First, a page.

Achance remark led me back to Walden. I was urging revolution on a harassed friend and rummaged in my memory for Henry David Thoreau’s remark about living boldly. The line was on the tip of my tongue but would not leave it.
I picked up my copy of Walden and began browsing the many passages I had underlined. I read them and was smashed all over again by how wonderful they are. (“Smashed” is a word my Bulgarian neighbor uses for when she is overcome by how good something is. I’ve adopted it for this occasion.)
Walden wins my vote for the great American book. There are other fine contenders, but Walden is unique in a way they are not. For one thing, it is noble. We do not live in an aristocratic culture, but Thoreau makes all of us noblemen who read him. How many other books turn a cabin into a palace, or a crank (arguably) into a sage? One puts down Thoreau inspired, resolved to live more deliberately and more authentically, but most of all, resolved to live. He reminds us that too often we do not.
I am not ordinarily a fan of nature. It is dangerous, for one thing. It is full of bugs, for another. But I read Thoreau, and I’m ready for the woods. Above all, he reminds me of my own nature—that I have one, that it should be respected, that it should be cherished.
“I desire that there may be as many different people in the world as possible,” he writes, “but I would have each one be very careful and pursue his own way, and not his father’s or his mother’s or his neighbor’s instead.” To this, he adds: “We may not arrive at our port within a calculable period, but we would preserve the true course.”
Thoreau makes me think about what my true course is. The exhilarating thing about him is that he does not have a destination in mind for me. He is a liberator, wanting my freedom as much as his and warning readers that they entrust their destiny to others at their peril: “Every path but your own is the path of fate. Keep on your own track, then,” he counsels.
Nature, writ both large and small, is Thoreau’s topic; and what a large theme that is, encompassing the change of seasons on Walden Pond, his bean field, the animals in winter, the vagaries of humankind, the absurd conventions of society, his own multitudinous nature.
The man who coined the phrase about listening to a different drummer clearly did. Part of the pleasure of reading Walden is watching an ornery idealist do battle with conformism. Thoreau took unpopular stances in his time, stances that are not any more popular in ours. Read him on philanthropy (he’s against it), chastity (he’s for it), progress (it ain’t happening), company (why bother?).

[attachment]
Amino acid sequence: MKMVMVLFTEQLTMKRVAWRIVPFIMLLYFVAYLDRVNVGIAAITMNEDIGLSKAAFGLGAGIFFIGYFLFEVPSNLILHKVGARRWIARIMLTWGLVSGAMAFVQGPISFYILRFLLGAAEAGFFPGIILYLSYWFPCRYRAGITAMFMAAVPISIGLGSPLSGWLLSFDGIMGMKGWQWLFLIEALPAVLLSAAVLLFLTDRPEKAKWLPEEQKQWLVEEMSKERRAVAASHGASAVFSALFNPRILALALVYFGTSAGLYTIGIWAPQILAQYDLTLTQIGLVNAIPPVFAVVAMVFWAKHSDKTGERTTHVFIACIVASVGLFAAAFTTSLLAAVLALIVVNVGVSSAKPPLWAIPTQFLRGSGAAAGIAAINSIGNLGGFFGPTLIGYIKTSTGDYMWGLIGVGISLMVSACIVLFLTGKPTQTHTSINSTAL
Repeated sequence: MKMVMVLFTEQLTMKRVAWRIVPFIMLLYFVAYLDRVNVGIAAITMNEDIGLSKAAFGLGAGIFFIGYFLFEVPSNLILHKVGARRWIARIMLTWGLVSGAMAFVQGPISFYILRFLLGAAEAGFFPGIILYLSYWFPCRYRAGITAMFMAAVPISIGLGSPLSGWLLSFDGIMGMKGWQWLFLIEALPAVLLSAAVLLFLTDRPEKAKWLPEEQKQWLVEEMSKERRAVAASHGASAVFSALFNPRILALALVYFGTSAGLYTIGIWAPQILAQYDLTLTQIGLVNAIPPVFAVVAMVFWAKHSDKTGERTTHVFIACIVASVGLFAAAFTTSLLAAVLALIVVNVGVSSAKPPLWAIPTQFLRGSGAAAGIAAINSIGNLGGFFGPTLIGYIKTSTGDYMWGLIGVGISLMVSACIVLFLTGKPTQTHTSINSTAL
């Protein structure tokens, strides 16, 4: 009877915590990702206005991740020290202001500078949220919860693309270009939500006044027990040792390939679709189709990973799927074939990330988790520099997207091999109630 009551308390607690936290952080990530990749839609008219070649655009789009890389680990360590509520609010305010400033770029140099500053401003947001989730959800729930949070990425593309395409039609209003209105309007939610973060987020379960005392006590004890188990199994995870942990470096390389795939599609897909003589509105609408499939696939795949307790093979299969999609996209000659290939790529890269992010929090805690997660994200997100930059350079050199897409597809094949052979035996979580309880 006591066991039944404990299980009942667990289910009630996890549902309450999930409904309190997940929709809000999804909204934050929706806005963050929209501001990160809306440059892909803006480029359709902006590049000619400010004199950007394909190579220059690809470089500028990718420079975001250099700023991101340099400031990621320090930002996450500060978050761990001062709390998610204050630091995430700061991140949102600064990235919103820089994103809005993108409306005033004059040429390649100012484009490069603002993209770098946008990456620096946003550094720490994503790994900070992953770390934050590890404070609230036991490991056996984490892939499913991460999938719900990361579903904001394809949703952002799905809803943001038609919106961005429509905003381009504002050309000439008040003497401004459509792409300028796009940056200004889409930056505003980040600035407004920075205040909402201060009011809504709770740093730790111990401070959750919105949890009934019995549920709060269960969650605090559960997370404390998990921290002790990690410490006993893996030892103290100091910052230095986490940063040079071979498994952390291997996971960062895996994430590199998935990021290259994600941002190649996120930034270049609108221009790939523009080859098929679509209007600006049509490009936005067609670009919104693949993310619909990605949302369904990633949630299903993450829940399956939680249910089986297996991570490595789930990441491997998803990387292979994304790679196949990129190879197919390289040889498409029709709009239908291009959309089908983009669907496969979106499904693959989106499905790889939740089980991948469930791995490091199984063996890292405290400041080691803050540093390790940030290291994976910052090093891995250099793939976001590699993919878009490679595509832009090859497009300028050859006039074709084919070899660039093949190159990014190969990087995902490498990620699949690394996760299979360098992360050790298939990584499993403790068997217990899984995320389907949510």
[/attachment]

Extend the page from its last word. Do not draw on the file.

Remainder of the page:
He may not persuade you to live on rye and Indian meal, flee the farm, forsake fashion or give up traveling, but you will be at least half won over by the astuteness of his criticisms. Though one can’t imagine him in a monastery (he’s too American, too Protestant for that), he’s a monk who would have us all living in hermit caves supping on honey and locusts and whatever greens we can find in nature.
As an author, he’s thrilling, subversive and sublime. Pick up any page of Walden, and a striking phrase or thought jumps off at the page and demands to be considered. Part of this is what he writes about—our ordinary lives, which he exhorts us to live in extraordinary ways. Part of it is his eloquence. His language is stirring, grand, soaring.
Some writers invite you to sit with them; some to walk with them, some to dream with them. Thoreau makes you want to march with him.
A man famous for loving quiet, he is the John Philip Sousa of nature poets. Walden is a clarion call to shake the slumber from your eyes, the dust from your sandals and stride off into the uncharted depths of your own interior.
A true iconoclast, Thoreau is religious to the core. Above all, he is a spiritual writer par excellence. Walden is a constant invitation to contemplate ourselves, the purposes we serve, the laws we live by, our universe and, ultimately, our God. He writes: “Our whole life is startlingly moral. There is never an instant’s truce between virtue and vice. Goodness is the only investment that never fails. In the music of the harp which trembles round the world it is the insisting on this which thrills us.”